In interviews aired Monday night, NBC's Brian Williams slobbered over Barack Obama while CBS's Katie Couric told John McCain the surge in Iraq has not been a success and pressed Mitt Romney to apologize for his negative ads. Riding on a bus in New Hampshire the day before the Granite state's primary, Williams showed Obama the Newsweek with the Democratic candidate on the cover and wondered: “How does this feel, of all the honors that have come your way, all the publicity? Who does it make you think of? Is there, is there a loved one?”
This week's Newsweek cover has a picture of Obama with an Obama quote: “Our time for change has come.” The headline over the cover story by Richard Wolfe, a frequent guest of MSNBC's Keith Olbermann: “Inside Obama's Dream Machine.” The subhead hailed Obama as “an icon of hope.” Echoing that theme, Williams later observed how “in his stump speech, he now says 'we' instead of 'I.' The implication: What happened in Iowa was the start of a movement.”
In her sit-down on McCain's bus for the CBS Evening News, Katie Couric countered McCain's claim of success with the surge in Iraq:
You supported the surge and the surge was designed, ideally, to increase security so political reconciliation could take place. And as far as I can tell, Senator, political reconciliation still hasn't gotten very far, so can you truly say the surge was fully successful in term of what it was designed to do?
In a session with Mitt Romney, not on a bus, she pressed him: “Do you make any apologies for basically flooding the press with negative attacks about both Mike Huckabee and John McCain?”
The only thing more negative than a campaign ad attacking an opponent: Television news!
My November 28 NewsBusters posting, “NBC's Williams Avoids Controversy with Edwards, Not with Giuliani,” recounted how Williams went easy on another left-winger:
Three weeks ago, when NBC anchor Brian Williams interviewed Rudy Giuliani, Williams raised Giuliani's closeness to Bernard Kerik and pressed him on Iraq as he pointed out how 2007 had become "the bloodiest year" in the war, but in an interview with John Edwards aired Tuesday night, Williams stuck to softballs and didn't bring up the indictment of a major Edwards donor or push Edwards about how the "surge" in Iraq he rejected is working. The two interviews are the most recent in the "Making of the President" series on the NBC Nightly News...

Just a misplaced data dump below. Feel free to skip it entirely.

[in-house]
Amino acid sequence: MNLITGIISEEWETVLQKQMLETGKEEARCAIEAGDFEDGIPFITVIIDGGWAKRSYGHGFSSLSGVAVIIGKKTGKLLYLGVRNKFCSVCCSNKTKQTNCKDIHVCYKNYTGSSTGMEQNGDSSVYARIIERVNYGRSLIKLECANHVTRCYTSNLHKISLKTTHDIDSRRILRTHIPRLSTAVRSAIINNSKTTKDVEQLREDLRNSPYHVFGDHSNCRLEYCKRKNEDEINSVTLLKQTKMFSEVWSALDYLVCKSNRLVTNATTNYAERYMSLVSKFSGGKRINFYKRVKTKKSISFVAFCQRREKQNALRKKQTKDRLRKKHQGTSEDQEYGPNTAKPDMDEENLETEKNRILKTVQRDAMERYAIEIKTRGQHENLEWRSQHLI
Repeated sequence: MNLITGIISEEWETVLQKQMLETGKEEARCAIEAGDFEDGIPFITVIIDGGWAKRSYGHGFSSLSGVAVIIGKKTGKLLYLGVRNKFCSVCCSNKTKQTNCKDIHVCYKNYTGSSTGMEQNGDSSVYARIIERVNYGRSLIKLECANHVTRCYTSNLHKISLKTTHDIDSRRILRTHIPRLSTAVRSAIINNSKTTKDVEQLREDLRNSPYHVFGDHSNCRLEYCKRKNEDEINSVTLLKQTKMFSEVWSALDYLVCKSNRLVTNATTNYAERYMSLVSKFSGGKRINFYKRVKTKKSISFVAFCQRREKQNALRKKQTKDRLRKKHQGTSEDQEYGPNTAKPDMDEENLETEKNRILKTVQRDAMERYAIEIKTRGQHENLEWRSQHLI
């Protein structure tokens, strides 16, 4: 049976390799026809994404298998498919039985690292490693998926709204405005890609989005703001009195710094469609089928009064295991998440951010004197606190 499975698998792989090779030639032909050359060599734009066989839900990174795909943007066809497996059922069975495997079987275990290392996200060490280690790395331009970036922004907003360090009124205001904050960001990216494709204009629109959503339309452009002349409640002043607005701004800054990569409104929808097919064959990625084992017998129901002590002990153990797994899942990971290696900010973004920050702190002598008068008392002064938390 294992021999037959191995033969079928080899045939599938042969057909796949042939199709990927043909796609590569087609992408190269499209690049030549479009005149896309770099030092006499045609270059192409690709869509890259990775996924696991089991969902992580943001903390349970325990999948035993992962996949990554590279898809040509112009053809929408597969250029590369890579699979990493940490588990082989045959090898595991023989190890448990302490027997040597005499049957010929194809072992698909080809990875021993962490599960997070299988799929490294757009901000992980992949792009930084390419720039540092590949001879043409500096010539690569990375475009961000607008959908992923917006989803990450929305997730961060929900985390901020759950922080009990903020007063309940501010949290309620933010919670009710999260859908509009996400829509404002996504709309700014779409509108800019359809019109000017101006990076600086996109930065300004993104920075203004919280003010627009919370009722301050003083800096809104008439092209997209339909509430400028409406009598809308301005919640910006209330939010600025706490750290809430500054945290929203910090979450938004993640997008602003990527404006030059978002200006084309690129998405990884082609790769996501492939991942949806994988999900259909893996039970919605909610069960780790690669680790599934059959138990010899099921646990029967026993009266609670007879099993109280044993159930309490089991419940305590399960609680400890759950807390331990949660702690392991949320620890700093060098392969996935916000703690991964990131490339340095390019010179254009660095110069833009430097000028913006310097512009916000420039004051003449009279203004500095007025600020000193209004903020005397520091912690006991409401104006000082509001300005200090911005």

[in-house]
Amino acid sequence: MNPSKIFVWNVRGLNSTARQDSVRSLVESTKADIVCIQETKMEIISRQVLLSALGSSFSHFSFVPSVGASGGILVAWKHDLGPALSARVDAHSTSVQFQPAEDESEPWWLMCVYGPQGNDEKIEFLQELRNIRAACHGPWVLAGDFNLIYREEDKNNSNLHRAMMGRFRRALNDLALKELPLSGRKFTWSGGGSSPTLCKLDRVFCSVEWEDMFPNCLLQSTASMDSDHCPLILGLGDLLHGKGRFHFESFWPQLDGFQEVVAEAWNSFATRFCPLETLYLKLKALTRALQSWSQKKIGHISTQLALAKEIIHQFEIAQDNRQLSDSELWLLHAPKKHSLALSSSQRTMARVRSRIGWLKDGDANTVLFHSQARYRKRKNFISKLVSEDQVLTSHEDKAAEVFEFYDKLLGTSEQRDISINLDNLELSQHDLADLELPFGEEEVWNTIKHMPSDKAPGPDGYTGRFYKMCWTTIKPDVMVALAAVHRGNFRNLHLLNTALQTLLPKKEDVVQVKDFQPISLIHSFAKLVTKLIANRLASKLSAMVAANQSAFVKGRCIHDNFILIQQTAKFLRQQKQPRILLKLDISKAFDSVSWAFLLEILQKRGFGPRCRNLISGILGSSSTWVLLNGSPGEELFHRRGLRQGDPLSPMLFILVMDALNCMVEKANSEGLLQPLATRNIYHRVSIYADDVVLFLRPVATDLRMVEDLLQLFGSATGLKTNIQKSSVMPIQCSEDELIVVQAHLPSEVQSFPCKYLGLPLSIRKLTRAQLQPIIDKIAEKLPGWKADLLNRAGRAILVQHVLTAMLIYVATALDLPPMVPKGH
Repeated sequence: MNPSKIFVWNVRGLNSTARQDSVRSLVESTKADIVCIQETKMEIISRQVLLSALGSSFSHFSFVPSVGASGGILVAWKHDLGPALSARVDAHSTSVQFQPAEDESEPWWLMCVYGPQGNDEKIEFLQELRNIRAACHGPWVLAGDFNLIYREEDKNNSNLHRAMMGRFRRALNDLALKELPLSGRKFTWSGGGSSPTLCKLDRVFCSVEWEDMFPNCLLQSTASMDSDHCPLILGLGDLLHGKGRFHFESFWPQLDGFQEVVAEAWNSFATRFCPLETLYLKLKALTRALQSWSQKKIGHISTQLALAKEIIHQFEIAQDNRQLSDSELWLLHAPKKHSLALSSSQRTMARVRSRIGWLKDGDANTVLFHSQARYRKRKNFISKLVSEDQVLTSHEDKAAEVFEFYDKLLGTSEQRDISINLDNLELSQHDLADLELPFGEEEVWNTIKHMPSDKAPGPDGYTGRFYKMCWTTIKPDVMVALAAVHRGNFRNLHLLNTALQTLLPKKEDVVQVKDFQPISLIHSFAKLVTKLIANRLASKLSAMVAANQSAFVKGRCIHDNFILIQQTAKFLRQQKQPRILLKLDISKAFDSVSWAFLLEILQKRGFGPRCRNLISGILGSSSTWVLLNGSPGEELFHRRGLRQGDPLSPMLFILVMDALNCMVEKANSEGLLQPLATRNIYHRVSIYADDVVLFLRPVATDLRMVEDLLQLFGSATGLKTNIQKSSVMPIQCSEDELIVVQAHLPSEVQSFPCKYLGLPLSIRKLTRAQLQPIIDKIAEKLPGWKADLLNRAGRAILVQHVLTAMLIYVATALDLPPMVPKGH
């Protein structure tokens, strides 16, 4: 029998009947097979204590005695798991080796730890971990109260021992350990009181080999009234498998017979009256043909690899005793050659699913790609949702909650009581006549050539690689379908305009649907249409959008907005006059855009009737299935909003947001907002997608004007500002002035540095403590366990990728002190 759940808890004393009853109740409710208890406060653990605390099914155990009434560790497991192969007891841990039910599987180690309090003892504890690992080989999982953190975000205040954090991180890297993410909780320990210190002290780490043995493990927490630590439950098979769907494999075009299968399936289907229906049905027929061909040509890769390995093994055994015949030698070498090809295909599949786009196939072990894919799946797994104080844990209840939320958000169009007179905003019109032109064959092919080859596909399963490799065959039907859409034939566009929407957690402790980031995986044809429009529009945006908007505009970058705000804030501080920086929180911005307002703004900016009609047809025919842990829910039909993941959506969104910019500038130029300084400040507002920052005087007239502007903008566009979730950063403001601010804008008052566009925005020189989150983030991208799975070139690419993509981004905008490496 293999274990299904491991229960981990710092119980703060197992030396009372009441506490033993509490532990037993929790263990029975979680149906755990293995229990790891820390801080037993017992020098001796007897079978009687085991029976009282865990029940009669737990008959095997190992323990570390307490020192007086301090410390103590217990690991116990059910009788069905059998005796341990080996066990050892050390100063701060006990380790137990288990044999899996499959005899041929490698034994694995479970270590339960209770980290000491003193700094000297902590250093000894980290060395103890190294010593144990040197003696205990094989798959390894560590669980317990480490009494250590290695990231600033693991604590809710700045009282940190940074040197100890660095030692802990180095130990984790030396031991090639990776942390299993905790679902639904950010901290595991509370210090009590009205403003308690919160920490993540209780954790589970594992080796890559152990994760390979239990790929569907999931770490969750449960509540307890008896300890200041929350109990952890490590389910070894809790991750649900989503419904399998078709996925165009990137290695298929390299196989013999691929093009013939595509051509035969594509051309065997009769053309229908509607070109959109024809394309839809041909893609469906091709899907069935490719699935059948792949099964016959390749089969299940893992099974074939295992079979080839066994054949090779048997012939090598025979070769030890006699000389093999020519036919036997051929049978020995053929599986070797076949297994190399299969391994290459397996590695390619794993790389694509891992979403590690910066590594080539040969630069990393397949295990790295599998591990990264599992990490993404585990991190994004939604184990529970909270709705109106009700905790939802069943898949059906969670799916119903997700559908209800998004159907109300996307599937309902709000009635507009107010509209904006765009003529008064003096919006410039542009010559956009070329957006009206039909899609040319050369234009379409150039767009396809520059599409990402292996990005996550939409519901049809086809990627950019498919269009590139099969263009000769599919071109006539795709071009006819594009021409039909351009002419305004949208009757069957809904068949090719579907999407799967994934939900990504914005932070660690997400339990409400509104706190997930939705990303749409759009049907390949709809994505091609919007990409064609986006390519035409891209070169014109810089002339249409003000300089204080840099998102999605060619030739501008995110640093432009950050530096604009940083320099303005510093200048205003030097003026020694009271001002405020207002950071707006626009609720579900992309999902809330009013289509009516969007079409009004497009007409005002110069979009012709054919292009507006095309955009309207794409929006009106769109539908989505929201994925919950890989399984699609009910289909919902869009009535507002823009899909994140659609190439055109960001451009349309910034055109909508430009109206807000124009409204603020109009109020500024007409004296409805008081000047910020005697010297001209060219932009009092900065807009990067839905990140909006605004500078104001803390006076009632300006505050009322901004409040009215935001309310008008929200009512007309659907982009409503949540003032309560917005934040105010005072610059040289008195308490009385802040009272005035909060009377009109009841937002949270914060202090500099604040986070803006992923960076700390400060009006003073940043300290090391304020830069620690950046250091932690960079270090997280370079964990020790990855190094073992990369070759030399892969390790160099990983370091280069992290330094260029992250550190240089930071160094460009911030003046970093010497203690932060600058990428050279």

The MRC's Brad Wilmouth corrected the closed-captioning against the video to provide a transcript of how Williams set up the January 7 NBC Nightly News segment, all of his questions to Obama and some of what else Williams said in reporting on Obama's campaign day:
BRIAN WILLIAMS: And now to our day with Senator Obama. He rocketed out of Iowa, and into New Hampshire, and this morning woke up to a poll showing a comfortable lead here over Senator Clinton. After a night in a motel with no hot water, and after very little sleep, it was off to his first of six campaign events. That meant onto the bus that is his traveling home.
WILLIAMS, STARTING TAPED PIECE: His handshake is firm, but his voice is not. Barack Obama saw a doctor for his ragged throat last night. What was the doctor's recommendation?
[OBAMA: Shut up.]
The doc ordered him to drink tea and stop talking. He followed exactly half that advice. On the bus ride along the snowy road to Lebanon, New Hampshire, I showed him this week's Newsweek, hot off the presses. How does this feel, of all the honors that have come your way, all the publicity?
[OBAMA: I'd not seen this. It's quite something.]
Who does it make you think of? Is there, is there a loved one?
[OBAMA: You know, it makes me think of my mom and the fact that, you know, she's not around to see it. I think she would've, she would have been, you know, proud and she would have cried...]
The Obama crowds are large and energized. They also tend to be young. Arriving in Lebanon, we discovered hundreds waiting in the cold, turned away at the capacity event. So he went to them.
How does that feel?
In his stump speech, he now says "we" instead of "I." The implication: What happened in Iowa was the start of a movement.
So many discussions of you come back around to the ugly topic of personal safety. Is it an issue that's ever-present in your life and in your marriage and in your relationships?
If some wish to define you largely by race using titles or labels like "first African-American victor in the Iowa caucuses," and that's not necessarily how you see yourself. How do you reconcile the two?
Williams' “Daily Nightly” entry on his day in New Hampshire.
After a 30 second ad, this link should cue up Flash video of the Williams segment with Obama as aired on Nightly News.